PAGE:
Once again, this probability of detection assumes samples are collected roughly all at once, providing a cross-sectional picture of the circulating variant(s). For information on functions that can be used to determine the probability of detection given a periodic sampling approach, see Estimating the sample size needed for variant monitoring: periodic sampling. To estimate the sample size given some desired probability of detection see the Estimating the sample size needed for variant monitoring cross-sectional and periodic vignettes.

##### Variant prevalence Figure 2. Other functions in the phylosamp package can be used to determine the confidence in our variant prevalence estimate, again assuming a single cross-sectional sample.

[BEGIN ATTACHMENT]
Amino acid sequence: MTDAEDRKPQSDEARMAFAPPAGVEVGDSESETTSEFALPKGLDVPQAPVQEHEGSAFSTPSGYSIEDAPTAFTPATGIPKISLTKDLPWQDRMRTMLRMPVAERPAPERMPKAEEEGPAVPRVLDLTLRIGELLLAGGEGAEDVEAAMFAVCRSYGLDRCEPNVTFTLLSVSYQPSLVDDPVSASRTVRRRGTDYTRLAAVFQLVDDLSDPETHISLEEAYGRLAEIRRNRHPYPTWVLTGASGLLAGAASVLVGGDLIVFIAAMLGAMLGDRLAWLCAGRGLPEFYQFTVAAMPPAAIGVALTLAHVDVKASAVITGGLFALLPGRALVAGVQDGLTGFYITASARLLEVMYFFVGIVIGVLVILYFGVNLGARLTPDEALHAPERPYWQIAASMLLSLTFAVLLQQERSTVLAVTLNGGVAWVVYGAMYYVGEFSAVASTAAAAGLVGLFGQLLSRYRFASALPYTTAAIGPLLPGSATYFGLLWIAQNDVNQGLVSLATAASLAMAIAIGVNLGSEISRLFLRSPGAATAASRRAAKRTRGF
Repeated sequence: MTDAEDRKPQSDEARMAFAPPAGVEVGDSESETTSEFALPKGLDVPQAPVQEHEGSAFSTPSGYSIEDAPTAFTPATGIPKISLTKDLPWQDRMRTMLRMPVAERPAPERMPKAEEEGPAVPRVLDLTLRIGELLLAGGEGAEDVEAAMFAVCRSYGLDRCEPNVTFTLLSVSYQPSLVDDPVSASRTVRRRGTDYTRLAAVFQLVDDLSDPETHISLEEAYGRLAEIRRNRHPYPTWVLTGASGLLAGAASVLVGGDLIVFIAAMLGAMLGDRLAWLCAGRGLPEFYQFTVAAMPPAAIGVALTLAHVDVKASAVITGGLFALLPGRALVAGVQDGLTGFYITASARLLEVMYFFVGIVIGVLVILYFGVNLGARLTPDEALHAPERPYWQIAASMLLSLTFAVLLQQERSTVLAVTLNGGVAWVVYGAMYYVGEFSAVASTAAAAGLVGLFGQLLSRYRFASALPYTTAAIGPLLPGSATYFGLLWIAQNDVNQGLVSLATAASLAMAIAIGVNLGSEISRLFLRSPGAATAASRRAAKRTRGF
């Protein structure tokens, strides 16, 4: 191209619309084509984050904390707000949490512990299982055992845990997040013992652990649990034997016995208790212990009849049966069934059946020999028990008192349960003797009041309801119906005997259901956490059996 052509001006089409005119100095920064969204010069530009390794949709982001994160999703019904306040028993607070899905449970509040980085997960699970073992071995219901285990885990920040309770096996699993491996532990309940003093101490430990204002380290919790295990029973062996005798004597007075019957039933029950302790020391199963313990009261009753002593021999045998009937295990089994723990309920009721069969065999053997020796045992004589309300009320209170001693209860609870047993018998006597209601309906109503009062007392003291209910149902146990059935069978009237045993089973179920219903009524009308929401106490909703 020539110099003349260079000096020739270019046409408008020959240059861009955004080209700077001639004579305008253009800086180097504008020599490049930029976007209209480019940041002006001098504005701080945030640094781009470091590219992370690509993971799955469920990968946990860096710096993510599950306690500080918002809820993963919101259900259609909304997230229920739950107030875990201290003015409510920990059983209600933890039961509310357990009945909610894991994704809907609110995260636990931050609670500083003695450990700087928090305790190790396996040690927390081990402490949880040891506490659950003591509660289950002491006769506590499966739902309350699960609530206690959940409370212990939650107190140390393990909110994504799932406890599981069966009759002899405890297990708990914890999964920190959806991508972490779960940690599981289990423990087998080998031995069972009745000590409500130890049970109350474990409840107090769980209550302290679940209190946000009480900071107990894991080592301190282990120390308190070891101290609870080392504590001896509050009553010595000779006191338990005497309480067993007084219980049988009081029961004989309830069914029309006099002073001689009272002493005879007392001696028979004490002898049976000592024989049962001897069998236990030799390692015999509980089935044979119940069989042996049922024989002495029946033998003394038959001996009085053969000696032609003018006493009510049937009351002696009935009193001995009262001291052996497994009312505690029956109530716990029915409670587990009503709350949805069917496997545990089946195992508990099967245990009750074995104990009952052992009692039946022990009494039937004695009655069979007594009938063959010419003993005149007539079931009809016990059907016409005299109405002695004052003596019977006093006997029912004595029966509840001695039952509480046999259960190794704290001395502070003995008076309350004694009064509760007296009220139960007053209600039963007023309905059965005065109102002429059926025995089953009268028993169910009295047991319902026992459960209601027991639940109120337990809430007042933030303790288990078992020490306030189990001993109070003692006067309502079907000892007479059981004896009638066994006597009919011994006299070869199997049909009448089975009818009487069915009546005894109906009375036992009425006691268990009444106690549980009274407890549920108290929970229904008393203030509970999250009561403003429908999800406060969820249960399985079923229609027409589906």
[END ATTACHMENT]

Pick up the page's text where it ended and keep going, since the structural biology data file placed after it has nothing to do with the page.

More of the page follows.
In some cases, we may be more interested in correctly estimating the variant frequency than simply stating its presence or absence in the population (Figure 2). In this case, we can use the vartrack_prob_prev() function to determine our confidence in our estimate of variant prevalence given a fixed sample size. This function requires the user to specific a slightly different set of parameters:

Param Variable Name Description
$$P_{V_1}$$ p_v1 the desired minimum variant prevalence
$$n$$ n the sample size
$$\omega$$ omega the sequencing success rate
$$d$$ precision the desired precision in the prevalence estimate
$$\frac{C_{V_1}}{C_{V_2}}$$ c_ratio the coefficient of detection ratio, calculated as the ratio of the coefficients of variant 1 to variant 2 (can be calculated using vartrack_cod_ratio())

We then can calculate confidence in the estimated prevalence as follows: